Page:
Are you one of the millions of Netflix subscribers who watched an episode of Marie Kondo’s “Tidying Up” series and gave it a mega eye roll? Sure, the idea of decluttering sounds amazing. But she clearly doesn’t have kids in her home.
Surprise – she does! Kondo is the mother of a 2-year-old and a 1-year-old. She admits that since welcoming kids into her life that she has had to shift her ways a bit to accommodate their “slightly” messier lives. But she reassures all parents that even with kids in the roost, it’s possible to keep things neat and tidy.
Kondo says that she tries to show her children what she does daily to keep the house in order. For example, she’ll show herself washing clothes and folding them in front of her kids. She believes that parents need to set the example of being tidy if they should expect their kids to follow suit.
The Kondo method also stresses that we should declutter before we even attempt the idea of organizing our things. Moving items around are only a temporary fix to a long-term problem.
Sometimes the most debilitating part of the decluttering process is knowing where to begin.
Kondo’s method involves tidying everything at once but by following a specific order.
She strongly discourages tidying your belongings by room because it will take significantly longer to get the task done.
The thought of tidying up a whole category of “stuff” can seem impossible when so many other things are going on. Kondo says that you can subdivide these broader categories, such as clothes, and tackle one of those subdivisions each day. For example, on Monday you may go through your tops and on Tuesday pants.
Children as young as three years old can be taught to fold simple things, like socks, handkerchiefs, placemats, and napkins. As they master the folding technique, they can move onto larger and more difficult pieces of laundry.
Speaking of “technique”, the Kondo method of folding probably isn’t the same method you’ve been taught. Check out her show or watch a few clips online, and try to stack them so that they are kept upright in a drawer (it’s amazing how much easier it is to find clothes this way!).
You may have heard by now that if an item doesn’t “spark joy” in you, then you should toss it out. Trying to figure out what this “joy” is as an adult with your own belongings can be confusing.
If you’re having a hard time, Kondo suggests that you pick three items from a pile and give yourself three minutes to think it over. Compare each item so that you get a sense of what brings you joy. These may be items that:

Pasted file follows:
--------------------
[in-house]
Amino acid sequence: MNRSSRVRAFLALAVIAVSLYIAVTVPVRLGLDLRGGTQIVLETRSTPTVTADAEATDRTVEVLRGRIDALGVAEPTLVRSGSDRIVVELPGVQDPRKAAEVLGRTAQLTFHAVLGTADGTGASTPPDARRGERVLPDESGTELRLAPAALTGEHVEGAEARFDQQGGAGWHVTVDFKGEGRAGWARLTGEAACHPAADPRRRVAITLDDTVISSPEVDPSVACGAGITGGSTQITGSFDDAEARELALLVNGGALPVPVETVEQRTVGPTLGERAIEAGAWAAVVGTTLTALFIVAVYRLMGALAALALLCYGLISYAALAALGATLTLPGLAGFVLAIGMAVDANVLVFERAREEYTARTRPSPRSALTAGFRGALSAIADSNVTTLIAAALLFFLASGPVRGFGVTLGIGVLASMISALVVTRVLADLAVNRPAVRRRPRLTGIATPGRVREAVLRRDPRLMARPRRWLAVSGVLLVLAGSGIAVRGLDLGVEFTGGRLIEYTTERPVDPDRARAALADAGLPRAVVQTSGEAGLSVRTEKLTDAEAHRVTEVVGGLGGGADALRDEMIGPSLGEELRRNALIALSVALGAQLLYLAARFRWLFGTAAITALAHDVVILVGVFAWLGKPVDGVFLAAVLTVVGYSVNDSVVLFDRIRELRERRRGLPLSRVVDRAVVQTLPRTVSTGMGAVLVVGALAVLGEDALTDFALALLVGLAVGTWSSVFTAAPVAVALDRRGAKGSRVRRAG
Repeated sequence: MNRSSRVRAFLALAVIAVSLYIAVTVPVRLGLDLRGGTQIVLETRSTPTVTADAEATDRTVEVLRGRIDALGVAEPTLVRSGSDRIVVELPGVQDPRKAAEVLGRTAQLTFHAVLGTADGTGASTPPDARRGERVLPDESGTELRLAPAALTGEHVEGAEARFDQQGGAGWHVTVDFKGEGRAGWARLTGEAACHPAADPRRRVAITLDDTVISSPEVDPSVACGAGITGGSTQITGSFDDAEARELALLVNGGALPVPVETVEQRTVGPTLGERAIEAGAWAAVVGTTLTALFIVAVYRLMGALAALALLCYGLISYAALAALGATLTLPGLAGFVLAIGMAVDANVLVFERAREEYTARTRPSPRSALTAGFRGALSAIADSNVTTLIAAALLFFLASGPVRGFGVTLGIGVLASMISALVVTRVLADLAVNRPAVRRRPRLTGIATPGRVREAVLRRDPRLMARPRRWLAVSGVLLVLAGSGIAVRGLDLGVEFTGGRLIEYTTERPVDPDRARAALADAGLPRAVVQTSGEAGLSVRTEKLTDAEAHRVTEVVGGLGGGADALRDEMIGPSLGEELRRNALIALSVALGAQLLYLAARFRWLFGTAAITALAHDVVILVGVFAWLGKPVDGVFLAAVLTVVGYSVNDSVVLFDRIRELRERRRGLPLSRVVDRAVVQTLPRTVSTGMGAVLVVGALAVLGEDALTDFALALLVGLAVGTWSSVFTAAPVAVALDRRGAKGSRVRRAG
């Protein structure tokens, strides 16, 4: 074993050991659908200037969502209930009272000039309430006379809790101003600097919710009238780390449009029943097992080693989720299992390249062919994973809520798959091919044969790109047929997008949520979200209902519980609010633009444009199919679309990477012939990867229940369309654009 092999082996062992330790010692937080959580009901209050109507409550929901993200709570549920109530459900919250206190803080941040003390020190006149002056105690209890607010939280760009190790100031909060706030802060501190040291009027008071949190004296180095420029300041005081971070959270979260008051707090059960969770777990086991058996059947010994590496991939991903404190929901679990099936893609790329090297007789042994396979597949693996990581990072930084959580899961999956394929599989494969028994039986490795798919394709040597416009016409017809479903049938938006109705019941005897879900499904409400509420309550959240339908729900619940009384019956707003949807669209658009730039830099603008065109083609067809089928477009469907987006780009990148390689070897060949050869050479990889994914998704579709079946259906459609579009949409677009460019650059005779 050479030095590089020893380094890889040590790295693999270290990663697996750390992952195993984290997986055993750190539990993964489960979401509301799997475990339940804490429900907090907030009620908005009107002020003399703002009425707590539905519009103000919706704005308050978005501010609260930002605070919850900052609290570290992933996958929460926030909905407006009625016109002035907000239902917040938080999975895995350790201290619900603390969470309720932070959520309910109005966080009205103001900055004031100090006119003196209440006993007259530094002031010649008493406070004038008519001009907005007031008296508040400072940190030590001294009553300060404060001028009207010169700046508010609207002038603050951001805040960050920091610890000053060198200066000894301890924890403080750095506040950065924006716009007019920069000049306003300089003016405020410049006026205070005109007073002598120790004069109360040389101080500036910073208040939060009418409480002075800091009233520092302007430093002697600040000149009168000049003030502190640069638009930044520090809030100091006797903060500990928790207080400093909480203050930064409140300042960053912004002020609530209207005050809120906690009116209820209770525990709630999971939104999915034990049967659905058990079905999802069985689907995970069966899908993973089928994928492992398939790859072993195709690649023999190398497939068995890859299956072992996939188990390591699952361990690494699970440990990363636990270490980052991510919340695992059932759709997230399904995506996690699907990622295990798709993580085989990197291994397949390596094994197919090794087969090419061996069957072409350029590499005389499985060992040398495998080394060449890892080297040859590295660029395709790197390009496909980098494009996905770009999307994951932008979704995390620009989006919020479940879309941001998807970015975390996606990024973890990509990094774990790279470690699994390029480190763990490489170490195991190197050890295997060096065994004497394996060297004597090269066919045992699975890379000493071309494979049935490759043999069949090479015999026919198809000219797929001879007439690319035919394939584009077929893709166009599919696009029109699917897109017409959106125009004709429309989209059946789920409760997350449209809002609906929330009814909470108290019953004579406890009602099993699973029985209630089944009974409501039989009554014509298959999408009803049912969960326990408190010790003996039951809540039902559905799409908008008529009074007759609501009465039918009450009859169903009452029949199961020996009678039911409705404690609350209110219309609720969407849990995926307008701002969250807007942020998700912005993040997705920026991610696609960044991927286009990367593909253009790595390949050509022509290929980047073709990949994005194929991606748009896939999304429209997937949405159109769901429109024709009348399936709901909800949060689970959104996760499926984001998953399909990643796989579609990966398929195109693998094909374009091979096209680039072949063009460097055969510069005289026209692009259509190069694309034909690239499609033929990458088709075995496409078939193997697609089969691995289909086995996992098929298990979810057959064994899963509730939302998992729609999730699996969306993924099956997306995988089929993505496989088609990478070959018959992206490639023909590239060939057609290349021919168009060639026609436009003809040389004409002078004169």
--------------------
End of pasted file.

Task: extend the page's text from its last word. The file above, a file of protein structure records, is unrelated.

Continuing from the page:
For example, some of your pre-baby clothes may make you feel sad and depressed. Donate or sell these items and hold onto only the clothes that make you feel beautiful and confident (did we mention that Peachymama has loads of stylish postpartum clothes you’re sure to love?).
But what about your children’s possessions? What about the overflowing toy trunk and the endless stream of art projects?
Kondo says that the decision as to what to do with these items should be left to the child. Children can identify which items bring them joy and which don’t, and they should be fully responsible for those items (that includes putting them away when they are finished using them).
Adults may have an easier time paring down their shelves to a few special reads. Try tossing out beloved children’s books, however, and you may find yourself having a more difficult time.
The suggestion Kondo makes is to create a book “Hall of Fame”. This area will be where the books you value and refer to the most will be kept. Everything else, Kondo says, must go. The reasoning: the fewer familiar objects we have, the more open and appreciative we are to receiving new information.
This is an area Kondo has admitted she, too, has struggled with. With two young children at home, this doesn’t come as much of a surprise.
She suggests that the whole family tidy up the home together. Parents should encourage their kids to clean up, but finish their own tidying before helping their own kids.
What parents shouldn’t do is force their children to tidy up. If the kids aren’t into keeping their personal space – like their bedrooms – organized, then parents should focus on keeping their personal space neat to promote a calmer mindset.
Have you tried the Kondo method with your family?
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The sizing & fit of Peachymama nursing clothes are specially designed for you and your ‘after baby’ body. This means that if you were say, an US ’S’ (10-12) before bubs came along, you’ll most likely be the same now in Peachymama sizing.
Wrap the measuring tape around the fullest part of your bust, waist and hips. When measuring your bust we recommend you wear your nursing bra.
|FRONT RISE||28||11||29||11 1/2||30||11 3/4||31||12|
|INSIDE LEG||76||30||77||30 1/3||78||30 2/3||79||31|
* 'Inside Leg' is the measurement that indicates the pant's length.
** The 'Front Rise' is the measurement from your crotch to your belly button.
In this video, Taryn wears size 12/14 (Medium)
Questions? Contact Stacey, a Peachymama mom HERE